Some Astronomical Art Executive Salaries

by Clara Olshansky on July 9, 2013 · 1 comment Newswire

Four Dollar Signs by Andy Warhol via

You know how museums and art institutions never seem to have enough money? Funny story about that: thanks to Bloomberg Businessweek, we know where some of their money’s going.

Some ridiculous fine art incomes as of 2011:

  • Jeffrey Deitch, director of the Museum of Contemporary Art, Los Angeles, took home $916,000.
  • Thomas Campbell, director of the Metropolitan Museum of Art, earned $1.1 million. The museum also provides him with free and tax-free housing in a $4 million co-op.
  • James Cuno, president and chief executive of the J. Paul Getty Trust, also made $1.1 million.
  • Michael Govan, chief executive of LACMA, made $1.3 million. The museum also provided housing valued at $108,000.
  • Emily Rafferty, president of the Metropolitan Museum of art, got $1.6 million: $656,000 base pay plus pension after 35 years with the Met.
  • Glenn Lowry, MoMA director, made a whopping $1.8 million. Like Campbell, he also gets free and tax-free housing in a $6 million condo above the museum.

Other arts professionals (performance and music) with ridiculous incomes:

  • The senior stagehand at Carnegie Hall had an annual pay of $465,000. Why?
  • Clive Gillinson, Carnegie Hall executive and artistic director, made $1.1 million.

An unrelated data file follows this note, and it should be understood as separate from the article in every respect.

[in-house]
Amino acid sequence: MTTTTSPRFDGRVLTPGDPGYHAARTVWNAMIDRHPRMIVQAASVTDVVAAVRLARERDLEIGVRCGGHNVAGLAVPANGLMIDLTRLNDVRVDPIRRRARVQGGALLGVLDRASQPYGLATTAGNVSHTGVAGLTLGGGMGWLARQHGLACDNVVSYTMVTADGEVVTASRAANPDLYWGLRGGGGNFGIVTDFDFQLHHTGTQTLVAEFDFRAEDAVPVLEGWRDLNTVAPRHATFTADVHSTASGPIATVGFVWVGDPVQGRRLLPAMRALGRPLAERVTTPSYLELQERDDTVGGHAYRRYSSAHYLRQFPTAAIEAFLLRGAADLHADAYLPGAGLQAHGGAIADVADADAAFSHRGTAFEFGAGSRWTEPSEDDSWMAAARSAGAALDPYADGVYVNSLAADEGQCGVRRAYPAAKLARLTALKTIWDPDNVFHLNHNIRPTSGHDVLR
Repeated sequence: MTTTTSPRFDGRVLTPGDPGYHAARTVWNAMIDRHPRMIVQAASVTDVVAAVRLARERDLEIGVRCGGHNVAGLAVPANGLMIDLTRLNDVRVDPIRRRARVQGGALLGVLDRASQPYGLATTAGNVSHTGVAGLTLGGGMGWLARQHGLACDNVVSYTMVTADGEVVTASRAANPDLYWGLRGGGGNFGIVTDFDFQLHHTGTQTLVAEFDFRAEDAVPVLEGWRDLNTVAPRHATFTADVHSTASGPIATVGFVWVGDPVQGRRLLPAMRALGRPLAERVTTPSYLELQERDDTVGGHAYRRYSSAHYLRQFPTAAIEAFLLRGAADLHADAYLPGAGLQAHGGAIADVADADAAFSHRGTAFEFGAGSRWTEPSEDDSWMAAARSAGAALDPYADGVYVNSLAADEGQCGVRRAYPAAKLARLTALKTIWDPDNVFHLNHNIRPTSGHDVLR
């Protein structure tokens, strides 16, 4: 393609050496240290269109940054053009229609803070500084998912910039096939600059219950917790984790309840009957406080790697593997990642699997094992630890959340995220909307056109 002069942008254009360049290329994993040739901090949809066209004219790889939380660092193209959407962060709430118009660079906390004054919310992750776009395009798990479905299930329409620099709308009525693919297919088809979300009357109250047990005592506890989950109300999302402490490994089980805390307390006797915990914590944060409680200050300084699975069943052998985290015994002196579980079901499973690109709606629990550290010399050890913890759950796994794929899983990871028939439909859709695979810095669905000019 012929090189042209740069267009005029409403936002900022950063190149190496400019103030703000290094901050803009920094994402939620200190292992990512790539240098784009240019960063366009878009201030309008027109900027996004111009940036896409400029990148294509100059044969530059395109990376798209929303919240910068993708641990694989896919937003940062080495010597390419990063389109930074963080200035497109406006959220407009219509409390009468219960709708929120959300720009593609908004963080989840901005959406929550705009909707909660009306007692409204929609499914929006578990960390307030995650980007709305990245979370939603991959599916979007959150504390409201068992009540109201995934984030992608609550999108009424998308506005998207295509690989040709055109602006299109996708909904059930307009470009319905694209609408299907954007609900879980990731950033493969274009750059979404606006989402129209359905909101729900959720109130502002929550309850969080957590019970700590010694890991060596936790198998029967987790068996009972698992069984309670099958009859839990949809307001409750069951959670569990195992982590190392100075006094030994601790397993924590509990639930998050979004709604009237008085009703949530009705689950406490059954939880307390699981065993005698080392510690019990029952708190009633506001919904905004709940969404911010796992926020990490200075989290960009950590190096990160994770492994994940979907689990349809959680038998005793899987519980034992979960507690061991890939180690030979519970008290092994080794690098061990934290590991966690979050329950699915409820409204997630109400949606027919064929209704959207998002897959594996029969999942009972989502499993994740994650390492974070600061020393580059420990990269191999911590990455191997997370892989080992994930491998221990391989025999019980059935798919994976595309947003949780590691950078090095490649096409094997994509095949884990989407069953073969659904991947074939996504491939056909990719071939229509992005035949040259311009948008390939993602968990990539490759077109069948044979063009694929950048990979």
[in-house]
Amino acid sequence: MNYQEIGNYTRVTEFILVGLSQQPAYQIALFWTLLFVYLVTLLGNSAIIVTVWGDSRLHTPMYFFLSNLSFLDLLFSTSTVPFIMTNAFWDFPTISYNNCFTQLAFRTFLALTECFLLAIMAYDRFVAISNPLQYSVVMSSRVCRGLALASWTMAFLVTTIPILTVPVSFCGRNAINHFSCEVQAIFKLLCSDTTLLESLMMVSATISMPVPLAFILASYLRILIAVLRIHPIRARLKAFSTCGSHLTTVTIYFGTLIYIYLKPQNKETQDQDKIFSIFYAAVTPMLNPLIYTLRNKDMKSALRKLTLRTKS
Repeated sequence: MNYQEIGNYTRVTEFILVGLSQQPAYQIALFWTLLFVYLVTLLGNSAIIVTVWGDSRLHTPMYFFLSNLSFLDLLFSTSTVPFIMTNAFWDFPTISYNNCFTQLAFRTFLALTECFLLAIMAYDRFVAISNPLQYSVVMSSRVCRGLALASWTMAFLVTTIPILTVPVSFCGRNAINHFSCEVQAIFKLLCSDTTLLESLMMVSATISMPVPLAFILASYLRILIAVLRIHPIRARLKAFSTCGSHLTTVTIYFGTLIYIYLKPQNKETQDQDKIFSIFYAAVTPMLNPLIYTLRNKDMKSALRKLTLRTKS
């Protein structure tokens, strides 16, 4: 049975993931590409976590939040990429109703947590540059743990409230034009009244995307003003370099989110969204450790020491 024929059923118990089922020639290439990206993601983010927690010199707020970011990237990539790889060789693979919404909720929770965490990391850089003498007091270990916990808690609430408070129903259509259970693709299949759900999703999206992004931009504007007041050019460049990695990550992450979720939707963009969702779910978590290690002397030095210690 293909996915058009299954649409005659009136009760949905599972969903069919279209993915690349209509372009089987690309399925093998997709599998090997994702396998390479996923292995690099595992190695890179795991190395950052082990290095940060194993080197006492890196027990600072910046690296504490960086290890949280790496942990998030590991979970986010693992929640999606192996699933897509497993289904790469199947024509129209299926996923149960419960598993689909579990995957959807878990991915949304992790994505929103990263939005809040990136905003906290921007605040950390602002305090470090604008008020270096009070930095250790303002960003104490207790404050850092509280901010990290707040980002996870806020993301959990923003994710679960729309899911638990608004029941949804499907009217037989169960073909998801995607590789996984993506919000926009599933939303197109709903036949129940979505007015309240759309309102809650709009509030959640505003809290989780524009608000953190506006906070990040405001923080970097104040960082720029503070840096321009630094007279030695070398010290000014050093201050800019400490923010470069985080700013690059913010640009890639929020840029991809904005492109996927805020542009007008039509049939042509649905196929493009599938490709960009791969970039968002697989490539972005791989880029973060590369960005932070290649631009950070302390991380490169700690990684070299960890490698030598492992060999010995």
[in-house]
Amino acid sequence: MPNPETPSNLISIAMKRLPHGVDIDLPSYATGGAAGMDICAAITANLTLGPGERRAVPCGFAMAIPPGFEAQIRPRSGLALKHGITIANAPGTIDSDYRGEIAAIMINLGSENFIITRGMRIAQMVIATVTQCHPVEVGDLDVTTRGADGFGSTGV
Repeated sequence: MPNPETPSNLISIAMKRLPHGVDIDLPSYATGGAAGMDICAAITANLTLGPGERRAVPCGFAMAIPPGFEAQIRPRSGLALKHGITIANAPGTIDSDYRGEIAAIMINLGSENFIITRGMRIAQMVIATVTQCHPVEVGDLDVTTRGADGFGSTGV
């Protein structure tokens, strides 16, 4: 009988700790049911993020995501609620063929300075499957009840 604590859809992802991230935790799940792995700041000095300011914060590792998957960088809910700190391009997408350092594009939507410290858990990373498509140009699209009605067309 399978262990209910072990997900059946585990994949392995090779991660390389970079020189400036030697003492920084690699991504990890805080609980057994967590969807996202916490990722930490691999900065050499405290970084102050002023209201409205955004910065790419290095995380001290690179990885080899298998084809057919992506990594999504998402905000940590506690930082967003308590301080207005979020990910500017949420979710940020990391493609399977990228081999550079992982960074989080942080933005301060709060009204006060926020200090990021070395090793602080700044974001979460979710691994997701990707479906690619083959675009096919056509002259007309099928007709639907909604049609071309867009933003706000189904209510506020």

• Peter Gelb, general manager of the Met Opera, made $1.4 million.
  • Michael Kaiser, president of the John F. Kennedy Center for the Performing Arts, also made $1.4 million.
  • Yannick Nezet-Seguin, music director of the Philadelphians, made $1.5 million.
  • David Gockley, San Francisco opera manager, made $1.5 million for staging well fewer productions than the met, plus a $1 million bonus when he left the Houston Grand Opera in 2005.
  • Reynold Levy, president of Lincoln Center for the Performing Arts, made $7000 each weekday, which comes out to about $1.8 million/
  • Here’s the real kicker: Michael Tilson Thomas, music director at the San Francisco Symphony, makes $2.4 million. That’s more than two Thomas Campbells!

I can’t help but feel a little uncomfortable when I see the price tags on these big name executives. It looks like a lot of profit for not-for-profits.

{ 1 comment }

Douglas Paker October 26, 2014 at 2:53 pm

Those stage hands are working crazy hours – often over 60 hours a week, safely rigging lighting and draping so that musicians aren’t crushed to death on stage. I’m certain professional musicians prefer to be taken care of by other seasoned artisans. That’s why.

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